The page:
John wasn’t really sure why he was accumulating so many weapons, but he couldn’t pass up the deals. He had picked up quite a few items to add to his armory. He considered it good and quit while he was ahead.

    There was a lot of unrest in the country, with food availability still marginal and prices high. Another factor for the unrest was the increasing cost of fuel, despite the US holding the Venezuelan oil fields. And inflation was growing faster and faster as money was being printed to cover the costs of cleanup and recovery from the war.

    The lack of the illegal, and much of the legal, immigration work force was driving prices up and contributing to the inflation. A few businesses, including the one John worked for, began giving quarterly cost-of-living raises to their employees, due to the inflation.

    The new Soviet Union, was doing no better under the communist rule than they had under capitalist rule. The Soviet Union began dumping gold to buy wheat again, while still increasing its military capability.

    The Chinese, having been buying gold for several years for its strategic reserves suddenly quit buying, despite the sudden drop in price. It caught most financial analysts by surprise. John understood how inflation worked, and began turning his slowly depreciating cash holding into gold as soon as the falling price trend became apparent. He knew the downward trend couldn’t last long, and it didn’t.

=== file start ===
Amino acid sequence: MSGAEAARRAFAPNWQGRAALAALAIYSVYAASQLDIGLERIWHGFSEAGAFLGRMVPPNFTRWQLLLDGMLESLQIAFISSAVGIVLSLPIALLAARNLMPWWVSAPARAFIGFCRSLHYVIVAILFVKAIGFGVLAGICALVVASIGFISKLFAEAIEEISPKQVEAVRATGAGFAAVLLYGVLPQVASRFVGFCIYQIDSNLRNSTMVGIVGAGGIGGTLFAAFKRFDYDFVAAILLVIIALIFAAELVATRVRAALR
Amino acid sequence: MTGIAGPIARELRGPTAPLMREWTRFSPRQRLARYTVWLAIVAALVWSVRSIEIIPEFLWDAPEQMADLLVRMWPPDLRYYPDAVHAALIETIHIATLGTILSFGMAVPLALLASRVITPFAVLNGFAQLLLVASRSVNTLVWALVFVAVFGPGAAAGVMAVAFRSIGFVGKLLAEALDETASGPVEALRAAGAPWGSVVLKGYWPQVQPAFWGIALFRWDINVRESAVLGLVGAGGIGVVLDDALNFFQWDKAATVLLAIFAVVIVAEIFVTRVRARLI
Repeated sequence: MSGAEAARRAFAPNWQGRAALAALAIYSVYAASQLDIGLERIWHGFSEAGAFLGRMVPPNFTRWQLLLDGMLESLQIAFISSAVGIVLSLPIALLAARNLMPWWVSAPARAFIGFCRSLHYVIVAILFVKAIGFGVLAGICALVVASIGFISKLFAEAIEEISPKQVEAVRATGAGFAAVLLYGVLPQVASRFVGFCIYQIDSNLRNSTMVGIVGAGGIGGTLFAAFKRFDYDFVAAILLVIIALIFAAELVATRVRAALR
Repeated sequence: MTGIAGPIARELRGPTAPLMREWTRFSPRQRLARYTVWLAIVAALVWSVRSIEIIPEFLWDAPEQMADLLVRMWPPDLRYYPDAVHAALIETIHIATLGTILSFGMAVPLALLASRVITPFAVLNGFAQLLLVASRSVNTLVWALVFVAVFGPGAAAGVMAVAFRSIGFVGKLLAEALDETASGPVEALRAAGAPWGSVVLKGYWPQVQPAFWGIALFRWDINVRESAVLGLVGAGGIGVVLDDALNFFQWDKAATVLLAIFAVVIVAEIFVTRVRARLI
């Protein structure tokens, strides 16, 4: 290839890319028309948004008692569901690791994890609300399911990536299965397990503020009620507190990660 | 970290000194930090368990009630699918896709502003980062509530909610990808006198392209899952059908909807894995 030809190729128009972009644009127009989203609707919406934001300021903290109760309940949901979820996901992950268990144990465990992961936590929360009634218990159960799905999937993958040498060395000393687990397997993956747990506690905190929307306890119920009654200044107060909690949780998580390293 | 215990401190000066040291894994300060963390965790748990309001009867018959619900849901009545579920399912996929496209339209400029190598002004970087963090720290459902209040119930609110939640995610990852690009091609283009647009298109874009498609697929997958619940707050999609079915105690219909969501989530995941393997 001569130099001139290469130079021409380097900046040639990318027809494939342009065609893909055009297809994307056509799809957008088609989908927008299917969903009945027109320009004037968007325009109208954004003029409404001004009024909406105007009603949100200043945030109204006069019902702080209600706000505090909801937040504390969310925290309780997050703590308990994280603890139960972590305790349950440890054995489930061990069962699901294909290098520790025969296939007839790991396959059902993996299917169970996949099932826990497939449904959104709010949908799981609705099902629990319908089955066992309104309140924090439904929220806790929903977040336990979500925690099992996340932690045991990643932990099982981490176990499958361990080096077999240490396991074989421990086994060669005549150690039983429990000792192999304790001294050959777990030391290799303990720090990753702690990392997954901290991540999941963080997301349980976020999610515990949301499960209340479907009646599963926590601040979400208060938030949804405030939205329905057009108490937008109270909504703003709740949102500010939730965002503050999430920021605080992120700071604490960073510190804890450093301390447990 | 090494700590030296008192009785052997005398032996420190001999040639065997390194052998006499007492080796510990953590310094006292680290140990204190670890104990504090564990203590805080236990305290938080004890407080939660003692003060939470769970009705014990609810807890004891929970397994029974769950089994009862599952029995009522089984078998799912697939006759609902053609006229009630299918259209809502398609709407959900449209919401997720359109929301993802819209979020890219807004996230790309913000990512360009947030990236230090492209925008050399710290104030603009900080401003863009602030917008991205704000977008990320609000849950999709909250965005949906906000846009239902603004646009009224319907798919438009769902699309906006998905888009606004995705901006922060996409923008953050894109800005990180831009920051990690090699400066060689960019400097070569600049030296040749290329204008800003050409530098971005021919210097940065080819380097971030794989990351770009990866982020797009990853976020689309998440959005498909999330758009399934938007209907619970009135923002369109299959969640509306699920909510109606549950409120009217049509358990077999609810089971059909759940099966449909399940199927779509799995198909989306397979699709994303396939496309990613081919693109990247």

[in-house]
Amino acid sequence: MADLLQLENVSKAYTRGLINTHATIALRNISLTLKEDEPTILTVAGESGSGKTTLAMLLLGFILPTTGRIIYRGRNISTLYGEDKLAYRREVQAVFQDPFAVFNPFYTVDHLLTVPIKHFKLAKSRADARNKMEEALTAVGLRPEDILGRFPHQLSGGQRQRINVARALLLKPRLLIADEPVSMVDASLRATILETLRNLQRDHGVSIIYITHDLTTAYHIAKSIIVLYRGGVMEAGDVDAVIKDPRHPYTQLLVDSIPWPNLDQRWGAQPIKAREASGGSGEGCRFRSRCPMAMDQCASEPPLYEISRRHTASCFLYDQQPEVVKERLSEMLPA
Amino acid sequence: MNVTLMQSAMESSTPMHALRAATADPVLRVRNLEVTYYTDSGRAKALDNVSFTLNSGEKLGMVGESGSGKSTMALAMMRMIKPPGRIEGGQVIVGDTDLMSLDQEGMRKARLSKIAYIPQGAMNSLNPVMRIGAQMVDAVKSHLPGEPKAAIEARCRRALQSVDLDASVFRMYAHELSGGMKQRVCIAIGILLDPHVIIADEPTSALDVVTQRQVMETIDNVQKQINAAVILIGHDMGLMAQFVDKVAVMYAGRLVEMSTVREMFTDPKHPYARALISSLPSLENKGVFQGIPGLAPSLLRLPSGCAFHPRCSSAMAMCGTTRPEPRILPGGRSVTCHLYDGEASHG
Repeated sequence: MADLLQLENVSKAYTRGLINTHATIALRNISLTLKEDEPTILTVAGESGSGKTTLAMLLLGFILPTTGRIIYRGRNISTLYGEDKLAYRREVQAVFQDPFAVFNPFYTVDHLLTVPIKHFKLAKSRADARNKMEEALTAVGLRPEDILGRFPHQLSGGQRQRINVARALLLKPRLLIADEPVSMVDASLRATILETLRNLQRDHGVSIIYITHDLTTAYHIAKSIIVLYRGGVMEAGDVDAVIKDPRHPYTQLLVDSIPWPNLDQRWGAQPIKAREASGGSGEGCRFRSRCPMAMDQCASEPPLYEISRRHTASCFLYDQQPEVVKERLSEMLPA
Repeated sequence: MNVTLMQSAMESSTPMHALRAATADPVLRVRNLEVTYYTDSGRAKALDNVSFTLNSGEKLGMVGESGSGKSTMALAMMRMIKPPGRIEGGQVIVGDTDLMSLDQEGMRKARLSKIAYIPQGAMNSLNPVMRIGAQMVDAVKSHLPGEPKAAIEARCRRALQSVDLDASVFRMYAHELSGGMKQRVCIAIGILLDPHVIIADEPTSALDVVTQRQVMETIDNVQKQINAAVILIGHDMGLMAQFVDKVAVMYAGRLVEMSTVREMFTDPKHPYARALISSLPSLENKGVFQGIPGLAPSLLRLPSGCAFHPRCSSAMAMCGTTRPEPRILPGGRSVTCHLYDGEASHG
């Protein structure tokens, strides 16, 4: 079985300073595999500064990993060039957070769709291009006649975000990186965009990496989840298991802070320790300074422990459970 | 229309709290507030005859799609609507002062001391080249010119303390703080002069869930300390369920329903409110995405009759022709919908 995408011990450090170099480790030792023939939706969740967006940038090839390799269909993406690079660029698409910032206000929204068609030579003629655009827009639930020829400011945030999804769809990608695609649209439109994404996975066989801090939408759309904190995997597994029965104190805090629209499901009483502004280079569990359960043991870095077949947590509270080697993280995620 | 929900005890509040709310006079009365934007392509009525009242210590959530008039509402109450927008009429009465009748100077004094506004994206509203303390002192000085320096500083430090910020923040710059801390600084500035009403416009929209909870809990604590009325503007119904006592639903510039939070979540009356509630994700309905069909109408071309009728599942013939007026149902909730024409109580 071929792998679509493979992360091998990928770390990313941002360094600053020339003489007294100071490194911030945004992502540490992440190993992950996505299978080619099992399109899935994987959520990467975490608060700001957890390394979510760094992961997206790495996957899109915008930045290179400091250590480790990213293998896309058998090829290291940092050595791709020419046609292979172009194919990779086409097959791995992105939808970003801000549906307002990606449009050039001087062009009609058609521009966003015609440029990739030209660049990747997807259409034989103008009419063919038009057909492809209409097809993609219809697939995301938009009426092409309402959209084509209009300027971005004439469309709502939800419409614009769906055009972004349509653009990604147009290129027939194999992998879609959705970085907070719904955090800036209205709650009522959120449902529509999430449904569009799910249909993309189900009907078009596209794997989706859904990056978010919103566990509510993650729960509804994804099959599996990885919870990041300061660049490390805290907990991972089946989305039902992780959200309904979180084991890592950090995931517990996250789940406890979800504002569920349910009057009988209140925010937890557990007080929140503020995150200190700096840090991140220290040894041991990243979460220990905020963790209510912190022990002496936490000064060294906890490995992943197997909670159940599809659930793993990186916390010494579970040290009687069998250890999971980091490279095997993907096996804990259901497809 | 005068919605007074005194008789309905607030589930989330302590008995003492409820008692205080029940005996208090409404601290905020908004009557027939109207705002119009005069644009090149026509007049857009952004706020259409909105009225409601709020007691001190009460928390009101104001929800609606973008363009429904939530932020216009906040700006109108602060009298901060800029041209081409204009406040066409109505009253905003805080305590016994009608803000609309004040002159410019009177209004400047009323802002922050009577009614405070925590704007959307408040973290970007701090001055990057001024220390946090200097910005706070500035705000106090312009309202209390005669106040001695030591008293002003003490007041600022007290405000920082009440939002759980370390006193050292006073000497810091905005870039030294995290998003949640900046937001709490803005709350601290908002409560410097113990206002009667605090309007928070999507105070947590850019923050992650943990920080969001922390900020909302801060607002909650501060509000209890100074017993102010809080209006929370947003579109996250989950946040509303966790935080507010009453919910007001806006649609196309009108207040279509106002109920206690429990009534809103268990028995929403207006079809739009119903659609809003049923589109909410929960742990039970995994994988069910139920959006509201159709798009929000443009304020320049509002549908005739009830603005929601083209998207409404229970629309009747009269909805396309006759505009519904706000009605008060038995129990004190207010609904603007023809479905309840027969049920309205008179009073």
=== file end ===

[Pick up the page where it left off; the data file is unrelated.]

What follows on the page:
In the three weeks of declining prices, John converted seventy-percent of his cash on hand to gold coins, with another ten percent going to silver coins, all through paperless transactions.

    When the trend stopped and reversed, it happened overnight, the price going from the previous day’s low of $425.00 per ounce, to $1,200.00 an ounce the next morning at the London Price Fixing, after the Asian markets had gone wild after they opened.

    A week later and the US Congress had passed legislation to restrict the ownership of gold and silver, and recall almost all bullion forms of both, including bullion coins, at a set price of $300.00 per ounce gold, and $3.00 per ounce silver. The first five ounces of gold, and the first one-hundred ounces of silver, per person, was exempted.

    The free market price of gold jumped to $2,275.00 per ounce. The price of platinum and palladium skyrocketed as they were not controlled. Sales records of precious metals retailers were seized across the nation to track down the hundreds of thousands of ounces now in private hands in the United States. Large rewards were offered to those that would turn in those that had undocumented metals.

    Only those that had bought the precious metals privately, or through dealers that kept no records, were able to hang on to anything but a token amount. As he had done with firearms, John had a small amount of gold and silver with a paper trail. Ten ounces of gold, and two-hundred-fifty ounces of silver. He turned in his required five ounces of gold and one-hundred-fifty ounces of silver and collected the nominal payment from the government early in the process.